Prenatal Multivitamins May Reduce Risk of Pediatric Cancers

Moms-to-be, take your multi-vitamins. It's become widely accepted that mothers taking folic acid during pregnancy can help reduce the risk of several birth defects. But a new study at the University of Toronto finds a correlation between pre-natal multivitamins containing folic acid and the decreased risk of several pediatric cancers: leukemia, brain tumors, and neuroblastoma (a malignant tumor in nerve tissue). This report in Clinical Pharmacology and Therapeutics found that taking a multivitamin with folic acid before and during early pregnancy could reduce the risk of leukemia by 36%, childhood brain tumors by 27%, and neuroblastoma by 47%.

It was estimated in 2005 that, each year, 9,500 children in the United States are diagnosed with cancer, and that 25-35% of those cases are leukemia. The researchers claim that "based on these data, one can estimate that maternal multivitamin supplementation may prevent 900 cases of pediatric leukemia and 300-400 cases of pediatric brain tumors annually in the United States."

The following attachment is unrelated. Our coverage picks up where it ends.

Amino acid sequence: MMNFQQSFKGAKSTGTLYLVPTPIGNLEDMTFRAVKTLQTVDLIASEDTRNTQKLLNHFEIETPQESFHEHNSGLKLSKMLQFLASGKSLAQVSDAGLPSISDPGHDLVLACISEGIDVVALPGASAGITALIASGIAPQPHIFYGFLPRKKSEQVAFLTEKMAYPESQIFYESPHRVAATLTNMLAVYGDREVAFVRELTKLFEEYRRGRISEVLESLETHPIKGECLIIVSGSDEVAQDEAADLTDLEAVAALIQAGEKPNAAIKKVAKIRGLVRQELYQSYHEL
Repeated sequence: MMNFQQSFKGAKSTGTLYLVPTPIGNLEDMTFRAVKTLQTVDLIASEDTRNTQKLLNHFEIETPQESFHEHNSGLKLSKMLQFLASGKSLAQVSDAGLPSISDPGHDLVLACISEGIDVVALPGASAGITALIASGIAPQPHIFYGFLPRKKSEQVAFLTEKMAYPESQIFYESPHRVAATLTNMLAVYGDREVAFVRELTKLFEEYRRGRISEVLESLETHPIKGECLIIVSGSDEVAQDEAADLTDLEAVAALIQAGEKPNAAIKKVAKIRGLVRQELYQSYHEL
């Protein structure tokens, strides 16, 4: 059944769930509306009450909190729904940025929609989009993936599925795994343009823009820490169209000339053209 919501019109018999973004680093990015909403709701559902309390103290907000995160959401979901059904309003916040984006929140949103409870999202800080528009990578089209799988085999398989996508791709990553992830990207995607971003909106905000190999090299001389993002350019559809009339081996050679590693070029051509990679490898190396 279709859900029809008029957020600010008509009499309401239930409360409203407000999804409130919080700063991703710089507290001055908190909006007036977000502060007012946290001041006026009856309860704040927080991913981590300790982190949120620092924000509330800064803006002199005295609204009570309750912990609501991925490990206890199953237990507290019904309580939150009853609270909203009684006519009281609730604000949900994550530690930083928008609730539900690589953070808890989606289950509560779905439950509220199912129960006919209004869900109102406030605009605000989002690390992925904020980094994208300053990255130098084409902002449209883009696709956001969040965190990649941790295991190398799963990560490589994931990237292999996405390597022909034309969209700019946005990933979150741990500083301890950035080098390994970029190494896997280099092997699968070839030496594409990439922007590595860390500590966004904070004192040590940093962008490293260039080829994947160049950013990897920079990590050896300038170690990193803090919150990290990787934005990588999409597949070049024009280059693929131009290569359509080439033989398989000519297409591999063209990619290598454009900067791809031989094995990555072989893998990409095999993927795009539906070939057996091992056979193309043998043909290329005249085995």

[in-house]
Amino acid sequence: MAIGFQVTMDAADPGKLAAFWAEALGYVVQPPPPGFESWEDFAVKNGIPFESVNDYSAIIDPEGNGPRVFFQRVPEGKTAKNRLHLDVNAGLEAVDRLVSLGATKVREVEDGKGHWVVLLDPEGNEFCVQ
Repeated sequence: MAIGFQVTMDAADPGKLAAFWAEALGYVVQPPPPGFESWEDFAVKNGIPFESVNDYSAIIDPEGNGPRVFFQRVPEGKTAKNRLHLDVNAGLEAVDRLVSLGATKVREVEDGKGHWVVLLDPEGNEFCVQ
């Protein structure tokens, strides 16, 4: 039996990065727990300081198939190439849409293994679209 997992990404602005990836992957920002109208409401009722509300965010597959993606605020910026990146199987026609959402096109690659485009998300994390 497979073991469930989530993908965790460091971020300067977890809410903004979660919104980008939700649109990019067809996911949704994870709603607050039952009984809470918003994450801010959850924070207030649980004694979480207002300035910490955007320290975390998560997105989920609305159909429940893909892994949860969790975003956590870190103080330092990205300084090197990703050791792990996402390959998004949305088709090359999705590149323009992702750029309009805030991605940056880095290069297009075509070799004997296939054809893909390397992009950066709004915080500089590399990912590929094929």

While the research team suspects that folic acid may be the preventive agent, they found that the current data wasn't definitive. Nevertheless, they suggest that, "[as]women who are considering pregnancy are generally advised to supplement with folic acid, the results from this study suggest that supplementation with a folic acid-containing multivitamin may be a preferred method."


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